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Natural Products Expo wraps up in O.C.

March 16, 2010 12:00:00 AM PDT
In Anaheim, last weekend over 56,000 retailers, manufacturers and entrepreneurs put on their comfy shoes and relaxed fit pants to taste their way through four exhibit halls full of natural products that attempt to set the trend for the coming year."A lot of the science is misinterpreted, but at this show there are people doing a real good job getting across the right message," said public health expert Chris Noonan.

If it's organic, natural or eco-friendly, you'll most likely find it at the Natural Product Expo.

Keep in mind "natural" has no government regulations.

"We have Saintly Sins which are 29 calories, 1 gram of fat and 5 carbohydrates," said Tracy Downey, Xan Chocolates.

"We have breakfast burritos, vegetarian burritos and vegan burritos," said Brendan Synnott, EVOL Burritos.

Organics remains king along with vitamin D and omega-3 fat products.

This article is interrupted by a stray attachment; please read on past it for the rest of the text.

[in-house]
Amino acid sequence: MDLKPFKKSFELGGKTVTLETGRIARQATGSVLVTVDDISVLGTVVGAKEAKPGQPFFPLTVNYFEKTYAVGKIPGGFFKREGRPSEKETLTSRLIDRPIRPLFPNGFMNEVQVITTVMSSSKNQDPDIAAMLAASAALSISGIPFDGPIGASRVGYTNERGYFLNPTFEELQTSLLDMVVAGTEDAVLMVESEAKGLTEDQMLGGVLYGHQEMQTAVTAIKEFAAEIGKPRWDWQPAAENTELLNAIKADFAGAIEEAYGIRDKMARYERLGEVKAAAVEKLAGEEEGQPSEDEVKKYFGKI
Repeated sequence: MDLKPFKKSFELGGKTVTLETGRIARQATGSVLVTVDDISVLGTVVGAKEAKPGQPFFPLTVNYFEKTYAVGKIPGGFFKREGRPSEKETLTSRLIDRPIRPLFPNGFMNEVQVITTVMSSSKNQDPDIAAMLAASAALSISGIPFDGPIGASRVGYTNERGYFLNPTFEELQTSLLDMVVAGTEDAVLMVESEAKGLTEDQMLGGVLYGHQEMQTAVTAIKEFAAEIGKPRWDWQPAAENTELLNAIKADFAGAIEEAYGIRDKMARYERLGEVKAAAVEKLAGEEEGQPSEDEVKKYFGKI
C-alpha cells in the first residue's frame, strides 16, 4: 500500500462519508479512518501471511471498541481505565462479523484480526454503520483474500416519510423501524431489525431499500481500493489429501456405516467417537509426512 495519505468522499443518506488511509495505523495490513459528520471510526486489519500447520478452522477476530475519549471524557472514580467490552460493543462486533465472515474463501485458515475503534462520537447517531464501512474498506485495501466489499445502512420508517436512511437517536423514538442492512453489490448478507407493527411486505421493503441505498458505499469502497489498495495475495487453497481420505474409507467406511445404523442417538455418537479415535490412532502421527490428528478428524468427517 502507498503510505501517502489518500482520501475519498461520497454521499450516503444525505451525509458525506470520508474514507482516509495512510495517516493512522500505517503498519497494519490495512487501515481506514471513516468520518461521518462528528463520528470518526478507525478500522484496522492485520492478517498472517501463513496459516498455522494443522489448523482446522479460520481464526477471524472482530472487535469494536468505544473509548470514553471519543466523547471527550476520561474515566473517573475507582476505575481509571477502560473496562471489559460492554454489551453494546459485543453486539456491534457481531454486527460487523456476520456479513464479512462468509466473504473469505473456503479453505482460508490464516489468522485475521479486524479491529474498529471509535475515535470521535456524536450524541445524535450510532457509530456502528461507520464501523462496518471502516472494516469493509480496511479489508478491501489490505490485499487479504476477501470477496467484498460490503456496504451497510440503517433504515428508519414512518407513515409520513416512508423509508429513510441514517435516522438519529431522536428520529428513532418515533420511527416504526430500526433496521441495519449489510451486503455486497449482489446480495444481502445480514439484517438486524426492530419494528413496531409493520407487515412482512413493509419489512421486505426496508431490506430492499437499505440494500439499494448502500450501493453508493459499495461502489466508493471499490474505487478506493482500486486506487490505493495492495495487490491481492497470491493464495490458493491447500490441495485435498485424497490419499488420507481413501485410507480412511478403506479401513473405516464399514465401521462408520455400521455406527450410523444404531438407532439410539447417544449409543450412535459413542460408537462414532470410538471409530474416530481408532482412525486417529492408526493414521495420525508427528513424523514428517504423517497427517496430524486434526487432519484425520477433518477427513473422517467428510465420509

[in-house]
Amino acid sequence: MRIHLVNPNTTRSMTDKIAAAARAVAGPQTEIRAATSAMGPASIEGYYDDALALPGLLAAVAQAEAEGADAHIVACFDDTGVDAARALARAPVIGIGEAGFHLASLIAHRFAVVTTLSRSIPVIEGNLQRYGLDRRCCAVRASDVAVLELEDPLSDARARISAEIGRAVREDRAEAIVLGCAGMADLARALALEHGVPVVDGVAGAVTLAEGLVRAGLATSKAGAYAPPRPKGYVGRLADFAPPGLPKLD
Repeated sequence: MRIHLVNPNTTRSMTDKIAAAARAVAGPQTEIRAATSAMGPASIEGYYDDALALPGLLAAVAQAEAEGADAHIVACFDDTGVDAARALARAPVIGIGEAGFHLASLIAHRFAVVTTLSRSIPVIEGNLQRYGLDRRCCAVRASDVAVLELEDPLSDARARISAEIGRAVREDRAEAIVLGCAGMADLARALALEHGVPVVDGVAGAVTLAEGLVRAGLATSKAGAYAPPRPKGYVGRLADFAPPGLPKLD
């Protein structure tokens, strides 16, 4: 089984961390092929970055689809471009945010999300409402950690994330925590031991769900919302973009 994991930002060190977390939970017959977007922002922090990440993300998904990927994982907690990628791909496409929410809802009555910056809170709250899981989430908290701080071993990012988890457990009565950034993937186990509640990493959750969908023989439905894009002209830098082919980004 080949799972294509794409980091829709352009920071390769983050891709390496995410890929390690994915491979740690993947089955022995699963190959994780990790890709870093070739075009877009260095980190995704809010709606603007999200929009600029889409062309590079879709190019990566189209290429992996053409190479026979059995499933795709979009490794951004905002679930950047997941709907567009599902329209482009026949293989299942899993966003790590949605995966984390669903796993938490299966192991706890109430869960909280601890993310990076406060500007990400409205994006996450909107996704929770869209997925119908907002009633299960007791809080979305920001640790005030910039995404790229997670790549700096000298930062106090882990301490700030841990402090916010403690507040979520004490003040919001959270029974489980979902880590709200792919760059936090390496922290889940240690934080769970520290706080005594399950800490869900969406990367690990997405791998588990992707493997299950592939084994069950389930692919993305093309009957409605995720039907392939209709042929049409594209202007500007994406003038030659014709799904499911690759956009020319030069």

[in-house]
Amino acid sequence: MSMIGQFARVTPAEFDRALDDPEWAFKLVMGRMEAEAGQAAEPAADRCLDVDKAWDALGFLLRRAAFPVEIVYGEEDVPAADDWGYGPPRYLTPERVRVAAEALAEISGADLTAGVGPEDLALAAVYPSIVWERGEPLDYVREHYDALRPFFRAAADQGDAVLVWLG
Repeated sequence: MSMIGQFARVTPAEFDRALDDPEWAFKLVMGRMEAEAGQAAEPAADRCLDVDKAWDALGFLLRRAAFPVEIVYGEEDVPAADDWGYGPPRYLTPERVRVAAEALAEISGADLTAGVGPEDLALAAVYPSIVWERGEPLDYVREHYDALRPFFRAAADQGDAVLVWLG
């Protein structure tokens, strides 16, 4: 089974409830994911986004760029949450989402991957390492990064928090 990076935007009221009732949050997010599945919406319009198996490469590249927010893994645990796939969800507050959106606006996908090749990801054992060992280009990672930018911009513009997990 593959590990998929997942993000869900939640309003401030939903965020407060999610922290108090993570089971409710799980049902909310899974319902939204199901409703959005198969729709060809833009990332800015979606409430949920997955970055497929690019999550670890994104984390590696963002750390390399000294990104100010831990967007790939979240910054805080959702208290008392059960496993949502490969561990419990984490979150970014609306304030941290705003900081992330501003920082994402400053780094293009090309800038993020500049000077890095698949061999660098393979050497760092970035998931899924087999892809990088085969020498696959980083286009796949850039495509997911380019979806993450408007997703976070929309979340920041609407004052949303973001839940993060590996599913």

"This is a revolutionary delivery system for omega-3 fatty acids where you can get your adequate amount of EPA and DHA without burping up a fish taste later," said Stuart Tomc, Nordic Naturals.

Or how about your omega fats in a sweet swirl syrup to top your yogurt?

Many people are proponents of food as medicine. Something that was new this year at the Natural Product Expo was medicinal meal replacements.

Orgain, which is just 255 calories, is the world's first organic meal replacement. And according to the company's CEO it is "everything you want in a perfect meal."

B.R.A.T., which is another perfect-type meal, contains organic brown rice, apple, banana and tummy soothers, and is free of the top eight allergens.

Both products get a thumbs up as what to have when your down.

"If I put them up against an Ensure and some of these other products the organic value, especially when we're talking about people trying to heal, I think is so important," said dietitian Ashley Koff.

And many hope retailers will feel the same.

A lot of these companies won't make it to the next convention, but everybody gets a chance to see if it's really going to work," said Noonan.